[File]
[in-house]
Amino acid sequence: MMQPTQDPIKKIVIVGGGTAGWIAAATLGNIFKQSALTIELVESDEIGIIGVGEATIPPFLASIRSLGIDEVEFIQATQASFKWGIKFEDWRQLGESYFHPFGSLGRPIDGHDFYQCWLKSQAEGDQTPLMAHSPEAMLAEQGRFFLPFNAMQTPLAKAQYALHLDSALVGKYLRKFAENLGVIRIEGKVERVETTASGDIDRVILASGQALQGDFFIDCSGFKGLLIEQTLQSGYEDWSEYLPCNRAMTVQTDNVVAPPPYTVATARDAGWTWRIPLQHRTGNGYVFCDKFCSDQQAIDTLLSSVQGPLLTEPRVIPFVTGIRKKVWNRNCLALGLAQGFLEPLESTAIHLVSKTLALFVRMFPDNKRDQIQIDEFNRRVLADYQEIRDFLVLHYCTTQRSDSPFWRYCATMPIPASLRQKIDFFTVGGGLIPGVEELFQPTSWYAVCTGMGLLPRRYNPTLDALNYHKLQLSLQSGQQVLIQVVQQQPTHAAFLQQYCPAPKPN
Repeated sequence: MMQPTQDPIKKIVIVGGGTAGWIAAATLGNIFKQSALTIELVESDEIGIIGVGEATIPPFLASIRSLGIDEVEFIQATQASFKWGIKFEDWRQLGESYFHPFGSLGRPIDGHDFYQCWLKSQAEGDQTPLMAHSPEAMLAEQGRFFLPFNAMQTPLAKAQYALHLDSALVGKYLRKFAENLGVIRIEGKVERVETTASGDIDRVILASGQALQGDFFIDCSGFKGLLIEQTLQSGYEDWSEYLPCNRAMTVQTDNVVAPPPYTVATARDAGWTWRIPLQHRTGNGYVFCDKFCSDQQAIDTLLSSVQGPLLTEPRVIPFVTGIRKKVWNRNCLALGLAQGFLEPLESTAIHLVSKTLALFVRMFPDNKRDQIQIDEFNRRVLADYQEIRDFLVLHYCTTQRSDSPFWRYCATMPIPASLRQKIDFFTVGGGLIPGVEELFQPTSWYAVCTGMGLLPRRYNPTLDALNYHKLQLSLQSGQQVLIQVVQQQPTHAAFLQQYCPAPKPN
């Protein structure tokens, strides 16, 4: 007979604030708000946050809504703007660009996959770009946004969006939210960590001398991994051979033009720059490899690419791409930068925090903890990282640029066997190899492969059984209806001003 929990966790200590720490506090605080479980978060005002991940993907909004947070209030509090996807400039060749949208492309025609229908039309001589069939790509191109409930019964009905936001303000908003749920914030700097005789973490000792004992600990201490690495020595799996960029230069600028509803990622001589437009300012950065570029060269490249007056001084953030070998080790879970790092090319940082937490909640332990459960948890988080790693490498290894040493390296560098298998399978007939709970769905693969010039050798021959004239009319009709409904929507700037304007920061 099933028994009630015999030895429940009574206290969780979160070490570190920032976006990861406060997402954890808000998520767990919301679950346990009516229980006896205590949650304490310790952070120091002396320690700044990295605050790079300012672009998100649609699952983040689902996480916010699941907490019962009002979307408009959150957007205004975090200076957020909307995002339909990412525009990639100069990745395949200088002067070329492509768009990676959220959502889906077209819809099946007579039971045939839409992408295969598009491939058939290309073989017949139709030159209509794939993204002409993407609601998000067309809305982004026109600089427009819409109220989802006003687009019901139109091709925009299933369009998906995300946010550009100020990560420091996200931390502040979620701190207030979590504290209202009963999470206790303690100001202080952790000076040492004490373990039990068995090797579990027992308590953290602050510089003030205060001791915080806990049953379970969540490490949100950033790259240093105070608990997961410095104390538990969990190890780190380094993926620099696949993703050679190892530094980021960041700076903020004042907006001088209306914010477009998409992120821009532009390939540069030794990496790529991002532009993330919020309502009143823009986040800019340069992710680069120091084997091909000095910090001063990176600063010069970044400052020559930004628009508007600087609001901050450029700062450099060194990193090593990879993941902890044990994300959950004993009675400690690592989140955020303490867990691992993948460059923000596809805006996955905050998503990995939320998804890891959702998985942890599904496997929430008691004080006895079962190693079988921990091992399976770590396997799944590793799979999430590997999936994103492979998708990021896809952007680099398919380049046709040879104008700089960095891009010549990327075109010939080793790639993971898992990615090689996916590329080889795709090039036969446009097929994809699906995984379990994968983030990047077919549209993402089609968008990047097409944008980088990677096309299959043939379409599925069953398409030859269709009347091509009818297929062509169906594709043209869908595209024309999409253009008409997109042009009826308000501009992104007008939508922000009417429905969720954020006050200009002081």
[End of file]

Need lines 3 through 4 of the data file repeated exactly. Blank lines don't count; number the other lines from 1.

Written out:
Repeated sequence: MMQPTQDPIKKIVIVGGGTAGWIAAATLGNIFKQSALTIELVESDEIGIIGVGEATIPPFLASIRSLGIDEVEFIQATQASFKWGIKFEDWRQLGESYFHPFGSLGRPIDGHDFYQCWLKSQAEGDQTPLMAHSPEAMLAEQGRFFLPFNAMQTPLAKAQYALHLDSALVGKYLRKFAENLGVIRIEGKVERVETTASGDIDRVILASGQALQGDFFIDCSGFKGLLIEQTLQSGYEDWSEYLPCNRAMTVQTDNVVAPPPYTVATARDAGWTWRIPLQHRTGNGYVFCDKFCSDQQAIDTLLSSVQGPLLTEPRVIPFVTGIRKKVWNRNCLALGLAQGFLEPLESTAIHLVSKTLALFVRMFPDNKRDQIQIDEFNRRVLADYQEIRDFLVLHYCTTQRSDSPFWRYCATMPIPASLRQKIDFFTVGGGLIPGVEELFQPTSWYAVCTGMGLLPRRYNPTLDALNYHKLQLSLQSGQQVLIQVVQQQPTHAAFLQQYCPAPKPN
């Protein structure tokens, strides 16, 4: 007979604030708000946050809504703007660009996959770009946004969006939210960590001398991994051979033009720059490899690419791409930068925090903890990282640029066997190899492969059984209806001003 929990966790200590720490506090605080479980978060005002991940993907909004947070209030509090996807400039060749949208492309025609229908039309001589069939790509191109409930019964009905936001303000908003749920914030700097005789973490000792004992600990201490690495020595799996960029230069600028509803990622001589437009300012950065570029060269490249007056001084953030070998080790879970790092090319940082937490909640332990459960948890988080790693490498290894040493390296560098298998399978007939709970769905693969010039050798021959004239009319009709409904929507700037304007920061 099933028994009630015999030895429940009574206290969780979160070490570190920032976006990861406060997402954890808000998520767990919301679950346990009516229980006896205590949650304490310790952070120091002396320690700044990295605050790079300012672009998100649609699952983040689902996480916010699941907490019962009002979307408009959150957007205004975090200076957020909307995002339909990412525009990639100069990745395949200088002067070329492509768009990676959220959502889906077209819809099946007579039971045939839409992408295969598009491939058939290309073989017949139709030159209509794939993204002409993407609601998000067309809305982004026109600089427009819409109220989802006003687009019901139109091709925009299933369009998906995300946010550009100020990560420091996200931390502040979620701190207030979590504290209202009963999470206790303690100001202080952790000076040492004490373990039990068995090797579990027992308590953290602050510089003030205060001791915080806990049953379970969540490490949100950033790259240093105070608990997961410095104390538990969990190890780190380094993926620099696949993703050679190892530094980021960041700076903020004042907006001088209306914010477009998409992120821009532009390939540069030794990496790529991002532009993330919020309502009143823009986040800019340069992710680069120091084997091909000095910090001063990176600063010069970044400052020559930004628009508007600087609001901050450029700062450099060194990193090593990879993941902890044990994300959950004993009675400690690592989140955020303490867990691992993948460059923000596809805006996955905050998503990995939320998804890891959702998985942890599904496997929430008691004080006895079962190693079988921990091992399976770590396997799944590793799979999430590997999936994103492979998708990021896809952007680099398919380049046709040879104008700089960095891009010549990327075109010939080793790639993971898992990615090689996916590329080889795709090039036969446009097929994809699906995984379990994968983030990047077919549209993402089609968008990047097409944008980088990677096309299959043939379409599925069953398409030859269709009347091509009818297929062509169906594709043209869908595209024309999409253009008409997109042009009826308000501009992104007008939508922000009417429905969720954020006050200009002081």